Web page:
Phyllis Griffiths

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Isolation and Interpersonal Support

[Ed. note: this essay was originally posted on a CFIDS support email list.]

I want to talk about the issue of interpersonal support and the importance of chat upon the lives of PWC's, especially those who have become housebound if not as well technically bedridden by the DD.

One of the things that the DD inflicts on people is social isolation, and this occurs regardless of whether or not the person afflicted is still able to function in a work/school/social environment or not. Interpersonal interactions are curtailed by such things as Brain Fog and exhaustion. When you cannot follow a conversation in the first place it becomes impossible to take part in it in any meaningful way. Also, when a person is feeling unwell, they are less able to participate in any kind of interpersonal interactions at all.

This means that isolation results. A person can be very isolated even when sitting in a crowded room amidst a flurry of action and interaction. Isolation brings with it loneliness, and the mourning of the life that was. When there is nothing available to replace these missing elements of healthy everyday life, depression can occur which is compounded on by the pain and suffering being inflicted physically by the disease itself. Left unmediated, despair can result. Left unmediated, death can result.

The problem of isolation can be addressed on several fronts. Usually it is the physical front that receives the greatest deal of attention, in the context of meeting with the individuals most pressing of physical needs. Help with meals, housekeeping, nursing care, etc, are all very important, there is no doubt of this. But the area of companionship and interaction with others on a social level no less as crucial as getting the physical needs met.

Pets are one of the ways that people cope with physical isolation. Dogs, cats, iguanas, birds, rodents, and even goldfish.. all provide the physically / psychologically isolated person with not only companionship but with physical contact with another living being. Pets give people a reason to get up in the morning, and often a reminder that they should eat to as they remember to feed their animal companions each day. These creatures become the family of their humans, sometimes the only family the humans ever have contact with any more. Some of the pets are also service/care givers... the work of dogs in this regard, and monkeys is well known. Cats can also fill roles in reminding their humans to eat, that there is someone at the door, or alerting their humans of dangers such as fire.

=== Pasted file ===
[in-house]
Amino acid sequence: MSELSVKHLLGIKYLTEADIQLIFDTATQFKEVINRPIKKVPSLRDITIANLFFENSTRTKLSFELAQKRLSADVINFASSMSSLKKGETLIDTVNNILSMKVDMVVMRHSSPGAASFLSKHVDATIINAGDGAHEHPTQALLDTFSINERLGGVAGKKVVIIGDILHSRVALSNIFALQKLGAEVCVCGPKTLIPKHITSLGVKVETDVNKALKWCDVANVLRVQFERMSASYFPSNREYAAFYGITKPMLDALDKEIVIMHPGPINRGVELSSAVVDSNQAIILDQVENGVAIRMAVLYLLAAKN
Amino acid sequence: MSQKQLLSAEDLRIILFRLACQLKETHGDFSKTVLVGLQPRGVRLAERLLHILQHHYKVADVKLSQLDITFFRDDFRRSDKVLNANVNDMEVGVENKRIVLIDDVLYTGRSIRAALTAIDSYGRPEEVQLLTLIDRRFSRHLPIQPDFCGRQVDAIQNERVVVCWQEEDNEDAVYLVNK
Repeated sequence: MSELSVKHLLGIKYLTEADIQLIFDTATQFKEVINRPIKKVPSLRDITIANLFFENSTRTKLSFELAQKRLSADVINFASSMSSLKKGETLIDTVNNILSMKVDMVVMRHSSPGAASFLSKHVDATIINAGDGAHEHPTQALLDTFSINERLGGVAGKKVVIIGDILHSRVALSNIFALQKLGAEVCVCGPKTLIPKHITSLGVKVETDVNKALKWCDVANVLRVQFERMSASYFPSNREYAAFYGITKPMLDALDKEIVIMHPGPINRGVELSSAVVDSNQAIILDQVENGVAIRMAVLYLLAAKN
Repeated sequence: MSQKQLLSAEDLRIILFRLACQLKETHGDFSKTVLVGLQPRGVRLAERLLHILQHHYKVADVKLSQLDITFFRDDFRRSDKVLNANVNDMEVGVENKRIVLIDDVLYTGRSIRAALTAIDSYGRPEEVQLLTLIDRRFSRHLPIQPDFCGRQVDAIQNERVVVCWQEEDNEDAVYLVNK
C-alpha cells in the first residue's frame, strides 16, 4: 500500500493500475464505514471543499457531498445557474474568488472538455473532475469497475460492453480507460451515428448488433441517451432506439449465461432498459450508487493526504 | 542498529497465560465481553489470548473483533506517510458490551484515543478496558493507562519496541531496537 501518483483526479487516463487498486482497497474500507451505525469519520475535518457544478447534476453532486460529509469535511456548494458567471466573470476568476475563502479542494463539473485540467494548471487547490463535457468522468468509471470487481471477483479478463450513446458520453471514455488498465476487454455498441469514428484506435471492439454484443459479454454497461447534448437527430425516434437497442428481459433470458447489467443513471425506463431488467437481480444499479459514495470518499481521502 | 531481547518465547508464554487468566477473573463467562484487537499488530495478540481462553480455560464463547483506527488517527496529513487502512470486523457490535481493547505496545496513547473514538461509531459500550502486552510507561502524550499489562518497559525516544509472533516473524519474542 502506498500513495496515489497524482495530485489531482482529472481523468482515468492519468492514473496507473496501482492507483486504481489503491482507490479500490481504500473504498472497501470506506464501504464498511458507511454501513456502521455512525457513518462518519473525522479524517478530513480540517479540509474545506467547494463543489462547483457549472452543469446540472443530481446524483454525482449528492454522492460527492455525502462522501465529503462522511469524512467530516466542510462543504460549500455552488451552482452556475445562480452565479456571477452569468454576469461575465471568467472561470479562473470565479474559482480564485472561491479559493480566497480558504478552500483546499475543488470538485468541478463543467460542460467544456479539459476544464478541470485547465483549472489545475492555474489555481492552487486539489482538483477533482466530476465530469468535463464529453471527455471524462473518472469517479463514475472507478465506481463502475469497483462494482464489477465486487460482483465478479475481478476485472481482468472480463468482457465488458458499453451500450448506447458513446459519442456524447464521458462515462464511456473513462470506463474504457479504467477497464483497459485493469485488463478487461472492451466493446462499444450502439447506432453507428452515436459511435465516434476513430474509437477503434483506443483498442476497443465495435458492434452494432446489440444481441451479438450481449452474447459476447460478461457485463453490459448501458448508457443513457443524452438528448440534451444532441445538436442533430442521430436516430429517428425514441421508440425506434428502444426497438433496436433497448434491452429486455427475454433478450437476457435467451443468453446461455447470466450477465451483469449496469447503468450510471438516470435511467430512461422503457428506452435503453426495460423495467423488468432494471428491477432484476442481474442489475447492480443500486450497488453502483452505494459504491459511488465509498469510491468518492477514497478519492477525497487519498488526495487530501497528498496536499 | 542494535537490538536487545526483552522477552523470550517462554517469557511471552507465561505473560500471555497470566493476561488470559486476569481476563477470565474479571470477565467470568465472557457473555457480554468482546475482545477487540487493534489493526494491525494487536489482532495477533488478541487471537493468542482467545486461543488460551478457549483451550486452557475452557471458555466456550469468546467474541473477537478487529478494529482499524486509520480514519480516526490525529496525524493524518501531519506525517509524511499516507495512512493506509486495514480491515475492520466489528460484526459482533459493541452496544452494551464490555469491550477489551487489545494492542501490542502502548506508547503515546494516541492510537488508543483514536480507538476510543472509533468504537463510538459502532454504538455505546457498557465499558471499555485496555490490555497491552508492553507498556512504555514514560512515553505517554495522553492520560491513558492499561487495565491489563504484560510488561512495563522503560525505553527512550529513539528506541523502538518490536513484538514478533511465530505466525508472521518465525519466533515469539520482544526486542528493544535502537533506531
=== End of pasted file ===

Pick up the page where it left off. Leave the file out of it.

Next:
But as important a role in the lives of isolated PWCs that pets may play, they are unable to fill every need. There is still the need for communicating with other human beings and for intellectual stimulation and play. Through chat and banter, friendships are formed and the walls of isolation are broken. Having places available where this kind of discussion can be carried on is of the upmost importance in the breaking of feelings of social isolation and dispelling feelings of rejection and despair.

But where should such banter take place?

I feel that email lists have an important role to fill in this regard. Email has this ability to provide a means where by such things as physical distances and access to the newest in computer technology does not necessarily restrict people's ability to communicate with one and other. Use of the computer keyboard also allows people to compensate for slowed mental processes that make thinking itself a laborious chore and speech clarity an exercise in frustration.

The use of space on email lists for this type of communication has been a topic of controversy of late. Some people feel that an email list is no place for this type of dialogue to be taking place. I strongly disagree with this narrow view of the reality of life for many if not most PWCs.

Consider for a moment the Newbie who is lurking on the list. This person has yet to make any friends in cyberspace, and is shy about engaging in any conversations. This person may be very isolated in their day to day existence, and may be suffering greatly because of it. There are many people on the list who would gladly reach out to the Newbie, but because of the Newbie's silence no one knows that the Newbie is there... let alone in need. The chat threads are being followed by this Newbie, and the joking and conversation allows for the person to begin to feel that they know the folks who are chatting back and forth. Feels of inclusion begin to take the place of those overwhelming feelings of exclusion. The Newbie may even decide that here is a safe place to be, and enters into a discussion, asks a question, or even starts talking with listmembers off list. With these opening lines of communication, with people who are being openly seen as having similar interests and similar problems... these lines dispel the isolation, dispel the feelings of despair. And in the process of making friendships support systems are built and lives are ultimately saved.

It is too late to talk of advocacy for PWCs who have died from isolation and despair. If we do not allow for a breaking of the isolation, are we any better than those whom we aim our advocacy work against... the ones who would prefer we all just silently crawl into our holes and disappear?

© Phyllis Griffiths, 1997

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